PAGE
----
The league had many stars; Sonny Anderson who scored 21 goals for AS Monaco, Sylvain Wiltord impressed at Stade Rennais, and PSG boasted the talents of Raí and Youri Djorkaeff.

Auxerre had no real stars, the only player of note was Laurent Blanc who had had a poor spell at Saint-Etienne before arriving at the club. Other players included Nigerian Taribo West and his unmistakable haircut, and Sabri Lamouchi who is currently manager of Nottingham Forest (see The Tricky Trees’ European Cup quest here).

The season itself wasn’t a classic by any stretch of the imagination, Auxerre themselves lost 10 out of their 38 while the four teams below them all lost less. However, no one won more than them, not one team scored more than them, and only Metz had the same defensive record – it was the ideal concoction for a title win.

On matchday 33, PSG lost at home to Metz 2-3, while Auxerre won 4-0 away at Lille. Les Diplomates moved into first for the first time in the season and wouldn’t relinquish that position. Going into the penultimate league fixture, Auxerre found themselves four points clear of PSG, knowing a win would secure their first ever Ligue 1 title.

The side faced an away test at EA Guingamp where they found themselves 1-0 up in the first half, but were pegged back with 15 minutes to go and unable to find a late winner. However, PSG didn’t manage to win their game at Bordeaux, drawing 2-2, handing AJ Auxerre their first ever French top-flight title.

All this drama followed a week after Auxerre had claimed the Coupe de France, beating Nimes 2-1. In the space of seven days, the club had become double winners. Nobody could have ever predicted that outcome. France and Ligue 1 had witnessed something truly incredible, and something that unfortunately might never happen again in the French game.

Guy Roux lifting silverware
@ZICOBALL X Fel Jean Louis

Auxerre’s Aftermath

Unlike some of these fairy-tale stories you see, AJ Auxerre had some further success after their double-winning campaign. The following season, 1996/97, the club finished a respectable 6th, while also reaching the quarter-finals of the Champions League in their first appearance in the competition. The French outfit lost to eventual winners Borussia Dortmund 4-1 over two legs.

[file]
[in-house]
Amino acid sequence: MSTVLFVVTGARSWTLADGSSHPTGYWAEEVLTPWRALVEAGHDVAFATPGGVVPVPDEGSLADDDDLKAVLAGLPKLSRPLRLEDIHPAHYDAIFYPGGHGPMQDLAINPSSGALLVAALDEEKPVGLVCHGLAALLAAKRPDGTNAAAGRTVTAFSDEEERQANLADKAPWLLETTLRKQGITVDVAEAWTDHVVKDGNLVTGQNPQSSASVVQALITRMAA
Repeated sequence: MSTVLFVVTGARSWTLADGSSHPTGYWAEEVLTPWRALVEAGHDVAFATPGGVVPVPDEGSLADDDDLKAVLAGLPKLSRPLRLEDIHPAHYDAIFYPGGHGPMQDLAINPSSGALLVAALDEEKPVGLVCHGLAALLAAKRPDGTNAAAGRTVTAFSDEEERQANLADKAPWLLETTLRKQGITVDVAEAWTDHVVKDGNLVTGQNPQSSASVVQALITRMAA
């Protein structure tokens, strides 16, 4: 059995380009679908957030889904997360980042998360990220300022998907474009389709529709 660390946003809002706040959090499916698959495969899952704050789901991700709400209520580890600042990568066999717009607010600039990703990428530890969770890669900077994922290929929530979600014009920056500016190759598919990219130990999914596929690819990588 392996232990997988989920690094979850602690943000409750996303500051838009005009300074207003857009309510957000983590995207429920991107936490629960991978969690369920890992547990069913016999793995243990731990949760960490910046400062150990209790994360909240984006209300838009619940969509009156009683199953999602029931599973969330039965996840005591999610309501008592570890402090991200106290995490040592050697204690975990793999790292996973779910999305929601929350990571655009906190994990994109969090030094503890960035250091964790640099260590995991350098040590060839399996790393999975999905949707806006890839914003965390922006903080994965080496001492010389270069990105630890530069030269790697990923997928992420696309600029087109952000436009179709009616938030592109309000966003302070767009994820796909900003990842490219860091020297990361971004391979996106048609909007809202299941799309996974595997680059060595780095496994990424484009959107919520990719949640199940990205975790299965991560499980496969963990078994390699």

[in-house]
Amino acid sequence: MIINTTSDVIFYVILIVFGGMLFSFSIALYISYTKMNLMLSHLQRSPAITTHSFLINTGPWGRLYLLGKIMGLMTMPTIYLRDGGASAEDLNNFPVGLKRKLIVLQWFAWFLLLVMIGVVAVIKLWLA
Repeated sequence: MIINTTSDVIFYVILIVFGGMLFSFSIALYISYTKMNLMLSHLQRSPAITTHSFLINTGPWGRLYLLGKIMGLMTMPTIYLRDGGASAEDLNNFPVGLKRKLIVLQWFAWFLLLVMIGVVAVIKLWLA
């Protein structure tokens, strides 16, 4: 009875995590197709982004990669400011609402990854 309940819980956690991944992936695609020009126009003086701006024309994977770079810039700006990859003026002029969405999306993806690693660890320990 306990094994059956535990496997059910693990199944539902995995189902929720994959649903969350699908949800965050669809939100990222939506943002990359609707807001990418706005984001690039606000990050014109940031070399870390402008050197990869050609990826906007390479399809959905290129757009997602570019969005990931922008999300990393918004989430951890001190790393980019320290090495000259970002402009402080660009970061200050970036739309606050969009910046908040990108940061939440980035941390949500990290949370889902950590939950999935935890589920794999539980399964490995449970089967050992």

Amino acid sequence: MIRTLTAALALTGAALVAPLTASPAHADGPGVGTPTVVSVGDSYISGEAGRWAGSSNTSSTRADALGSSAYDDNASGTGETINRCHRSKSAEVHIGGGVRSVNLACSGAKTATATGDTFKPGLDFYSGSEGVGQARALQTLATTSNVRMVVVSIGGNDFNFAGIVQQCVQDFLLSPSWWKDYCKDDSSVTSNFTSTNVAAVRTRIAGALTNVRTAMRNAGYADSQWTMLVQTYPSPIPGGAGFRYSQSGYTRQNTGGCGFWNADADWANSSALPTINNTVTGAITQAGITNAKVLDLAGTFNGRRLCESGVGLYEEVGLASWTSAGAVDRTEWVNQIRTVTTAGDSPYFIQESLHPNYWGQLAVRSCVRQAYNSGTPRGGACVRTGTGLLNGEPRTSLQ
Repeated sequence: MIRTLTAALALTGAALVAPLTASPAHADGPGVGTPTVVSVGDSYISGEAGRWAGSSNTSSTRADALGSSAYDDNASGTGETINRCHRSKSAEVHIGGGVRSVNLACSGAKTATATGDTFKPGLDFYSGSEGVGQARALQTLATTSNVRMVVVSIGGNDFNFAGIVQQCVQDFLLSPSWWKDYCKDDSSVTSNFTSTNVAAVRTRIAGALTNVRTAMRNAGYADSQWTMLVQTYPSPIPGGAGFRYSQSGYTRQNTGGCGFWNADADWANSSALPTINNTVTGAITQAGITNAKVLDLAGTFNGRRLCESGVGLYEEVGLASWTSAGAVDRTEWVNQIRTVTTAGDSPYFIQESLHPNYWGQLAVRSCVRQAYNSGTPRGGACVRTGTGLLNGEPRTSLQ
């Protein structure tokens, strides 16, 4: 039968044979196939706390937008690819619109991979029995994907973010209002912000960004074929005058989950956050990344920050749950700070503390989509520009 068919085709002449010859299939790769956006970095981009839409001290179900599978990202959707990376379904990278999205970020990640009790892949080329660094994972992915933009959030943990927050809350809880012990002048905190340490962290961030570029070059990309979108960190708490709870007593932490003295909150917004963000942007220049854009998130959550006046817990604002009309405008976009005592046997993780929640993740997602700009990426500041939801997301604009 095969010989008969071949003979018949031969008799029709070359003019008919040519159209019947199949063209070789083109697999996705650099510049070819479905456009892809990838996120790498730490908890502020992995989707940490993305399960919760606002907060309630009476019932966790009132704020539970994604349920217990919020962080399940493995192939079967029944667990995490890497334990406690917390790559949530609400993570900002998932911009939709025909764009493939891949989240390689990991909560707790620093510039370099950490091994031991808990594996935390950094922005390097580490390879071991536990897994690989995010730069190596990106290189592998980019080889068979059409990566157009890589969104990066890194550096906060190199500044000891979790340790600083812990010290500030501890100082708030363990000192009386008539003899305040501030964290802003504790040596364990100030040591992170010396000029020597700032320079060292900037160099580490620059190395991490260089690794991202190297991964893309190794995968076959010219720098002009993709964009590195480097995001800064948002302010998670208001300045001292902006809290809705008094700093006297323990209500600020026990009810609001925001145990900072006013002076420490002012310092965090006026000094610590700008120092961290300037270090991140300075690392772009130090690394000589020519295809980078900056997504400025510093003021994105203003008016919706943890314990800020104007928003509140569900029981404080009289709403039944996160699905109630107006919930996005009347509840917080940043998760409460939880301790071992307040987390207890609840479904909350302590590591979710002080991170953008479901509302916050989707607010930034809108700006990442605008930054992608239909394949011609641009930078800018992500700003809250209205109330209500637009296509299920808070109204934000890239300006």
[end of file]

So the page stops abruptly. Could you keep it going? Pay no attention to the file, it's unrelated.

They did, however, win the Intertoto Cup in 1997, along with three other French sides in Lyon and Bastia.

A runners up place in the Intertoto Cup came in 2000, with Auxerre finishing 3rd in the league in 2001/02. The following season saw a sixth-placed finish, while competing in the Champions League group stages, and another joyous Coupe de France victory for the third time. They would repeat the feat in 2004/05 while also reaching the quarter-finals of the UEFA Cup, losing 4-1 on aggregate to PSV Eindhoven.

Guy Roux retired from managing Auxerre in June 2005, leading the club through nearly 2000 games, including a European record of 890 top-flight matches. However, following the retirement of their legendary manager, The Diplomats have had nowhere near as much success. The Roux-less Auxerre side won the Intertoto Cup again in 2006, a third-place finish in Ligue 1 in 2009/10, and a Champions League group stage exit in 2010/11 where they faced off against Real Madrid, AC Milan and Ajax.

The season after, the club finished rock bottom in 2011/12 and were relegated to Ligue 2, where they remain to this day.

Although AJ Auxerre continue to languish in the second tier, they will never forget the unbelievable achievement of 1995/96 and what Guy Roux gave to the club from Burgundy. The history and influence that the club has within French football is still strong to this day.

Words by Alex McNulty – @AMcnultyJourno